Sway Back Posture
What's happening to my posture?
The Sway Back posture comprises elements of several distinctive alignment issues. The head, neck, and shoulders, display key characteristics of the forward head posture, with the upper back presenting with a strong thoracic kyphosis (exaggerated posterior curve or rounding of the spine), and the lower back with a decreased lumbar lordosis (a flattening of the curve of the lower back). The pelvis also shows an excessive posterior tilt (tilting under) – possibly affecting the degree to which the lower back can curve.
Head is too far forward
Neck has an increased curve
Shoulders are falling forward and down
Chest and Rib Cage: The Upper chest collapses, flattening out the chest wall. Chest also moves back and in.
Upper Back has an increased bend forward (Kyphosis).
Lower Back flattens out
Pelvis tilting under (Posterior tilt) and pushing forward.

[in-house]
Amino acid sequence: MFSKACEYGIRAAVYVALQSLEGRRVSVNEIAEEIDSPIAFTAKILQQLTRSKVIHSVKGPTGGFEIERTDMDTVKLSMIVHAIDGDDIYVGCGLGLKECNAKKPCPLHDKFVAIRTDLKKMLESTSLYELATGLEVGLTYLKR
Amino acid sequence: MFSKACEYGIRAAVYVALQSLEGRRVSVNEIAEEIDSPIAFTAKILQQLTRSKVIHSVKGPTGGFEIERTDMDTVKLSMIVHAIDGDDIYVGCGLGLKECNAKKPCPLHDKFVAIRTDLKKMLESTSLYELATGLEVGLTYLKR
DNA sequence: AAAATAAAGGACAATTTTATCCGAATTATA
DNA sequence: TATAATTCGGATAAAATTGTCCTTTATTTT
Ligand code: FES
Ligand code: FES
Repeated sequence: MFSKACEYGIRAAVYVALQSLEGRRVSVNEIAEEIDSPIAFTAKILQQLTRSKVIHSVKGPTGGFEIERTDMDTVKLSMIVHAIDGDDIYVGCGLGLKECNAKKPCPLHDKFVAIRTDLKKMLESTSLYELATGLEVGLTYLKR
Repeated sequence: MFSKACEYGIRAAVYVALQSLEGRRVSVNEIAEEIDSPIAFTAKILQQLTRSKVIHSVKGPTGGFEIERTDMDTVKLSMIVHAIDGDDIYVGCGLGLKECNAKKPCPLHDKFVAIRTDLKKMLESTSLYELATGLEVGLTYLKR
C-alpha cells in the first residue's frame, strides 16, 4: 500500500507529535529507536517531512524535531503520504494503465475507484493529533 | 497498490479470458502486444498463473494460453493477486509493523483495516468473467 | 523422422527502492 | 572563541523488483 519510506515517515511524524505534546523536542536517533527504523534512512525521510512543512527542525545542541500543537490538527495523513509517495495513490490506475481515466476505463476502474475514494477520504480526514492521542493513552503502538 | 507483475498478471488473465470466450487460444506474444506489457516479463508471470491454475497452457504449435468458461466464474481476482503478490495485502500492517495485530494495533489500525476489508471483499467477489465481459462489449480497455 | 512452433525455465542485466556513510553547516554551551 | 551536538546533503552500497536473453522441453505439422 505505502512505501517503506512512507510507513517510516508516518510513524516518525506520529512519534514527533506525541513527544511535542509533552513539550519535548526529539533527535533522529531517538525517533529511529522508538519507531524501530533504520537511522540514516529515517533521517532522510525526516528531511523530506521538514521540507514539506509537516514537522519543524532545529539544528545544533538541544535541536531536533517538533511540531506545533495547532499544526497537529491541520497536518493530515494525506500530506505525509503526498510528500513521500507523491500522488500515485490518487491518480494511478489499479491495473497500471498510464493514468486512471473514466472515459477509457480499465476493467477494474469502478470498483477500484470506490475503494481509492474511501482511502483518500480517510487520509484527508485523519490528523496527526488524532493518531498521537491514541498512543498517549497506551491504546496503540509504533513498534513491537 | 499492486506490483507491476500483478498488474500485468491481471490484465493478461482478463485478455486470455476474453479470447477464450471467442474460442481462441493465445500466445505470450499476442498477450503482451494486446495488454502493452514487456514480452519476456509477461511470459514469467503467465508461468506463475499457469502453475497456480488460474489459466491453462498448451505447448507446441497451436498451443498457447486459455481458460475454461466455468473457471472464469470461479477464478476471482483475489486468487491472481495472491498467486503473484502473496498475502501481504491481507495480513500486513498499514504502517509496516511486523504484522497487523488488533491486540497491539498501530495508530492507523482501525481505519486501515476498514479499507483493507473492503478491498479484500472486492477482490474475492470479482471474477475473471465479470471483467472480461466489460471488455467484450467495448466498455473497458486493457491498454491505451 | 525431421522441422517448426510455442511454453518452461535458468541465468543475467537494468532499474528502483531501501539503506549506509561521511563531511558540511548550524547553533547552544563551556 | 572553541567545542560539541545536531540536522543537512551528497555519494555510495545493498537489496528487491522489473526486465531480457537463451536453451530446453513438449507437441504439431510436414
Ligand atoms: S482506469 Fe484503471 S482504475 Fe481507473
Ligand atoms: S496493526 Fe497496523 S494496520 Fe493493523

Muscle Shortness - What's overworking?
Hamstrings - back of the thigh
Muscle weakness - What's too long?
Quadriceps - hip flexors
Upper back - Extensors
Front of neck - Neck flexors
Flat back posture Considerations:
Forward head and shoulder posture is evident
In some cases of Flat Back posture the lower back may appear with too much curve. This change is actually the pelvis and legs moving slightly forward relative to your upper body (especially the rib cage and shoulders) which are moving slightly back, creating the 'appearance' of more bend in the lower back than is actually present.
When considering how to improve this posture pattern, some emphasis should be placed on how the lower abdominals (especially the External Obliques) are functioning. Often with Sway Back Posture the lower abdominals are weak and therefore an obvious approach would be to strengthen them. On its own this will only partly help overall posture improvement. Additionally there will be the need to strengthen the muscles of the upper back in an attempt to simultaneously bring the natural curves of the spine into alignment.
As always, improving posture requires encouraging all the major segments of the body into alignment while working towards improving your posture.
Kendall, F.P., McCreary, E.K., & Provanc, P.G. (1993). Muscles, testing and function (4th ed). Baltimore, MD: Williams & Wilkins.
Here are some of the other common posture patterns: